Once I was a clever boy learning the arts of Oxford... is a quotation from the verses written by Bishop Richard Fleming (c.1385-1431) for his tomb in Lincoln Cathedral. Fleming, the founder of Lincoln College in Oxford, is the subject of my research for a D. Phil., and, like me, a son of the West Riding. I have remarked in the past that I have a deeply meaningful on-going relationship with a dead fifteenth century bishop... it was Fleming who, in effect, enabled me to come to Oxford and to learn its arts, and for that I am immensely grateful.

Sunday, 10 April 2016

Evelyn Waugh

Today is the fiftieth anniversary of the death in 1966 of Evelyn Waugh.

Image. bbc.org.uk

A friend recently sent me the link to an article about Waugh in The Spectator by his son Septimus which seeks - and I think very reasonably so to do - to redress the image that has developed of Evelyn Waugh as a misanthropic cumudgeon. The article can be read at http://www.spectator.co.uk/2016/03/let-evelyn-waugh-back-into-combe-florey-churchyard/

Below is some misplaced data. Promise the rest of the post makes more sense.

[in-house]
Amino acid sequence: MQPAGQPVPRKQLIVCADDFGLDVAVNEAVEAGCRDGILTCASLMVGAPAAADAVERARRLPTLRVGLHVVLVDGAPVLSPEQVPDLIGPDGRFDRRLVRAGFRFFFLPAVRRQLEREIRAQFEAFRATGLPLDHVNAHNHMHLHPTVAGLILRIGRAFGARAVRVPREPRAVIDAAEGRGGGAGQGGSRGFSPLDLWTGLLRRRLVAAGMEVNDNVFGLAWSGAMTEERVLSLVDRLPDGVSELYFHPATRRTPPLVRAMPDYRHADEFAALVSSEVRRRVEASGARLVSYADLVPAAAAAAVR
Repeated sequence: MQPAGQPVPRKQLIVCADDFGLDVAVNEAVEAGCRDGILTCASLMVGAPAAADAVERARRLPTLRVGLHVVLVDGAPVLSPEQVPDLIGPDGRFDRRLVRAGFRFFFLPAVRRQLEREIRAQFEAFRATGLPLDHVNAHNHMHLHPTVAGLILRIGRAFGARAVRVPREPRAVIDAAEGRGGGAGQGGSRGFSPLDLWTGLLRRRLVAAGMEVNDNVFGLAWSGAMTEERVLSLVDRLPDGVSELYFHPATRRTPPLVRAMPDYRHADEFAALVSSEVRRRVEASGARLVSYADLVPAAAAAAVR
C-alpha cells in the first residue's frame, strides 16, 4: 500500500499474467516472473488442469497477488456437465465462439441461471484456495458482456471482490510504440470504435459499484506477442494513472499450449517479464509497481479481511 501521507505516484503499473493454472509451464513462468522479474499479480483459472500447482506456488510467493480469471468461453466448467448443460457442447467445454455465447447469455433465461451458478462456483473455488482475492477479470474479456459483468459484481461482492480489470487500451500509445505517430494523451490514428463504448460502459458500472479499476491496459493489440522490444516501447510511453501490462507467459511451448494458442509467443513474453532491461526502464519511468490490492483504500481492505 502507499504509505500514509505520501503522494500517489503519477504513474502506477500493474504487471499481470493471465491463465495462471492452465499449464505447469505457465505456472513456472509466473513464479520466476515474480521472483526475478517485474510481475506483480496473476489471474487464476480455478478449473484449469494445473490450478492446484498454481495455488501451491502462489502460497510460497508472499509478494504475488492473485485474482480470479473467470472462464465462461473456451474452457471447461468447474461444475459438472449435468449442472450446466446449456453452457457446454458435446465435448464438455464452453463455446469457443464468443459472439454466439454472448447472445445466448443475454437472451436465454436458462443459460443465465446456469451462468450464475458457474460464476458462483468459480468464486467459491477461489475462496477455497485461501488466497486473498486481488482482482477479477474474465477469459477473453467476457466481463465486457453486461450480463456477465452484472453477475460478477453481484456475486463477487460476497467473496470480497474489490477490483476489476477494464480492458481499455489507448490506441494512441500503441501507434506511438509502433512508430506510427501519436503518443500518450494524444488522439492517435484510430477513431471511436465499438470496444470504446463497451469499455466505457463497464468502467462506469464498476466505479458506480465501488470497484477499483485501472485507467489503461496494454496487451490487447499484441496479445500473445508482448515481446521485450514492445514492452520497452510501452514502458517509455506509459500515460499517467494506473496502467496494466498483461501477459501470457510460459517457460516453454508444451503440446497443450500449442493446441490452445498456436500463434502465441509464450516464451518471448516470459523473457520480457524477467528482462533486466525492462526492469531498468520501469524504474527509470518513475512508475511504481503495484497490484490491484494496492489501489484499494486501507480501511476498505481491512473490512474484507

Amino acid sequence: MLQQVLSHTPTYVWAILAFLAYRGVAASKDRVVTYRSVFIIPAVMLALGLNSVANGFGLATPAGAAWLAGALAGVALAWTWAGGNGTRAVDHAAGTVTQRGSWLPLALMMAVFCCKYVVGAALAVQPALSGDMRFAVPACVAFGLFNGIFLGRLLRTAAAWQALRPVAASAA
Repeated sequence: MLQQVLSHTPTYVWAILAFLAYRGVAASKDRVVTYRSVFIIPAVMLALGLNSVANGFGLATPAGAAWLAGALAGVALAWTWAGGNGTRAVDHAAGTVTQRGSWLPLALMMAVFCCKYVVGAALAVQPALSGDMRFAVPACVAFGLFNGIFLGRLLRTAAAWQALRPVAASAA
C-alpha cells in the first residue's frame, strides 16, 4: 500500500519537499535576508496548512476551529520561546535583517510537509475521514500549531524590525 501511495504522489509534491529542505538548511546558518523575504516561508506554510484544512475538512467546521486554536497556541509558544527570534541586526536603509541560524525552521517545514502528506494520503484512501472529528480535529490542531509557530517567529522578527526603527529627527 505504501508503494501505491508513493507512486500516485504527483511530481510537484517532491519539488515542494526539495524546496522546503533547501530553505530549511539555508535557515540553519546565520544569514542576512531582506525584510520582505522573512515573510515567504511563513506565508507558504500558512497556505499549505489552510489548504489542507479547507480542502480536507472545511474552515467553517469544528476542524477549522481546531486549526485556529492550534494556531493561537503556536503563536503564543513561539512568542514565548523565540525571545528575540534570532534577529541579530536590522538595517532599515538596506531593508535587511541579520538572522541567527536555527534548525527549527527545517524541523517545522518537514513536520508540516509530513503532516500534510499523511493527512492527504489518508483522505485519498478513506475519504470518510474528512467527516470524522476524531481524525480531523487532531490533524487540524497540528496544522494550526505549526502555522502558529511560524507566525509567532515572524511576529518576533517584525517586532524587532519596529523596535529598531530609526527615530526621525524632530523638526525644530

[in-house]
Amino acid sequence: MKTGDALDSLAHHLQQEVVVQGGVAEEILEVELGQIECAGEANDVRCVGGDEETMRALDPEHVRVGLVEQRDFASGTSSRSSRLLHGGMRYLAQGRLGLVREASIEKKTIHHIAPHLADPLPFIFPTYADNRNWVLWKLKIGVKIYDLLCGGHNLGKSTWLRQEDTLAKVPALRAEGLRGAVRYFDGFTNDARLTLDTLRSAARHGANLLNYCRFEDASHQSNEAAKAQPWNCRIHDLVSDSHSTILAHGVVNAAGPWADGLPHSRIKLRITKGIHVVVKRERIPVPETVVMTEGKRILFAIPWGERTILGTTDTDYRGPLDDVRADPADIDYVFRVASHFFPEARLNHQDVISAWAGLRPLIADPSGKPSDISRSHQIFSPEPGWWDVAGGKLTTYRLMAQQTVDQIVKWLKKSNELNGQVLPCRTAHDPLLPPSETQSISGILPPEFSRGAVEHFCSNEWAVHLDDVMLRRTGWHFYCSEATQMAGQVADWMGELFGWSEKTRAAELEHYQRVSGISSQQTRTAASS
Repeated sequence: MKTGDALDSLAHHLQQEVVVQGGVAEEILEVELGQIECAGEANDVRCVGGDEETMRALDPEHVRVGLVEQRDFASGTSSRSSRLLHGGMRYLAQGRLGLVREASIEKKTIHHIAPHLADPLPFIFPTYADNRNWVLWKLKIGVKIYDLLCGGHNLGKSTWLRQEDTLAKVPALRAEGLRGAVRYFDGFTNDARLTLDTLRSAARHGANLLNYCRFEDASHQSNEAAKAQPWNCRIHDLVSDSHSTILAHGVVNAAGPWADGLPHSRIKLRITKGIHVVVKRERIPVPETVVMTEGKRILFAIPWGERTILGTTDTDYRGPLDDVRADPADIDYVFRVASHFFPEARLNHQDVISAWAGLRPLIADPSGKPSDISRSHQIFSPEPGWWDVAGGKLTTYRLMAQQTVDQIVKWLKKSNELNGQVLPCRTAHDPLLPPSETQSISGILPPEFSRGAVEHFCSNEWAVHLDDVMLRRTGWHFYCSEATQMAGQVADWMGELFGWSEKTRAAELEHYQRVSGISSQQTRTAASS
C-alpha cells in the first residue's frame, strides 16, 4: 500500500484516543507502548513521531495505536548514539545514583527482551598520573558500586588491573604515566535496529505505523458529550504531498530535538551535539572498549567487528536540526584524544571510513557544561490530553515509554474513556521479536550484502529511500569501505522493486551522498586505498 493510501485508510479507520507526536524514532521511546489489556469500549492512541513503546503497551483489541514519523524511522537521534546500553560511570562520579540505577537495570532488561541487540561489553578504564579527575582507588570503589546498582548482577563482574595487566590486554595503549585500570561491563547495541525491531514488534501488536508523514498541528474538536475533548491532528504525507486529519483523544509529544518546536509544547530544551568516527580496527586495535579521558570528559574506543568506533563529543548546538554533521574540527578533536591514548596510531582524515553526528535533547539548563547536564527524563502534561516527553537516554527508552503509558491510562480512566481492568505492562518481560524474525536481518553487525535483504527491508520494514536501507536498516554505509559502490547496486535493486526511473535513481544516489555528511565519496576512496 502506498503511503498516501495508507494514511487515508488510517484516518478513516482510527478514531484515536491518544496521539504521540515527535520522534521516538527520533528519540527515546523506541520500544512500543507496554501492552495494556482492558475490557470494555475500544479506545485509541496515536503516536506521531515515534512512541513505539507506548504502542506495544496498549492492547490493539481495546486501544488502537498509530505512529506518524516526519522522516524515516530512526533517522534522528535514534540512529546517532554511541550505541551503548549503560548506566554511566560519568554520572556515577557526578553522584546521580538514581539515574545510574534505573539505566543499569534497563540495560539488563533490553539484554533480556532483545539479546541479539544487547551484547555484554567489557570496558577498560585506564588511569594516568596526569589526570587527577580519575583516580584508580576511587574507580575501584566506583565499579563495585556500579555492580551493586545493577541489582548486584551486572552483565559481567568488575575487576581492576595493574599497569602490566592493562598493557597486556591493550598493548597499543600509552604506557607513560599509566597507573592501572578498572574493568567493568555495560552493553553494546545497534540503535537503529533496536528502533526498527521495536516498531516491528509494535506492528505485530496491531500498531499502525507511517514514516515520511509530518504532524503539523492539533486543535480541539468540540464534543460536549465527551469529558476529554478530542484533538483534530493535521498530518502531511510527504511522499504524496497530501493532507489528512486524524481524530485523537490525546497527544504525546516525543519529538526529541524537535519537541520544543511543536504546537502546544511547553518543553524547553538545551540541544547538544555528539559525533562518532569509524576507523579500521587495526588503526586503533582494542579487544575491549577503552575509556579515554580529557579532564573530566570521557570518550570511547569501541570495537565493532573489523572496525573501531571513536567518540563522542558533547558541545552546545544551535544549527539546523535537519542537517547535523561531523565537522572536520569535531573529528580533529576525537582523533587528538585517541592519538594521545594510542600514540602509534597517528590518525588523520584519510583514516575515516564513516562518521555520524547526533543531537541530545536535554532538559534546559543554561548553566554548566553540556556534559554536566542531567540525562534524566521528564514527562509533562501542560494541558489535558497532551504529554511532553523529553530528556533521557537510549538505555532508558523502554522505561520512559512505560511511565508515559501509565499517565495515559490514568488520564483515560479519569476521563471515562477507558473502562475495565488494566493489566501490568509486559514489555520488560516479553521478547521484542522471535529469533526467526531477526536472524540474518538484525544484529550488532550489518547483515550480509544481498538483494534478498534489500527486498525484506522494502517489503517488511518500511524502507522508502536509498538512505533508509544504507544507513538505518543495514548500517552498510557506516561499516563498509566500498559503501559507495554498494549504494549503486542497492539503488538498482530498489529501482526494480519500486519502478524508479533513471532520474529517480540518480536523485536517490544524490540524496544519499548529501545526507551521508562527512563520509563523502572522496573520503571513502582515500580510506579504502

The background to the dispute over acess to the grave can be read at  More News on Waugh Graves | The Evelyn Waugh Society

I am a great admirer of Evelyn Waugh and though not really one for visiting literary graves did make the point when on holiday in Somerset with a friend a quarter of a century or so ago to make a detour to visit the churchyard at Combe Florey and pay my respects. 



Pray for the repose of his soul

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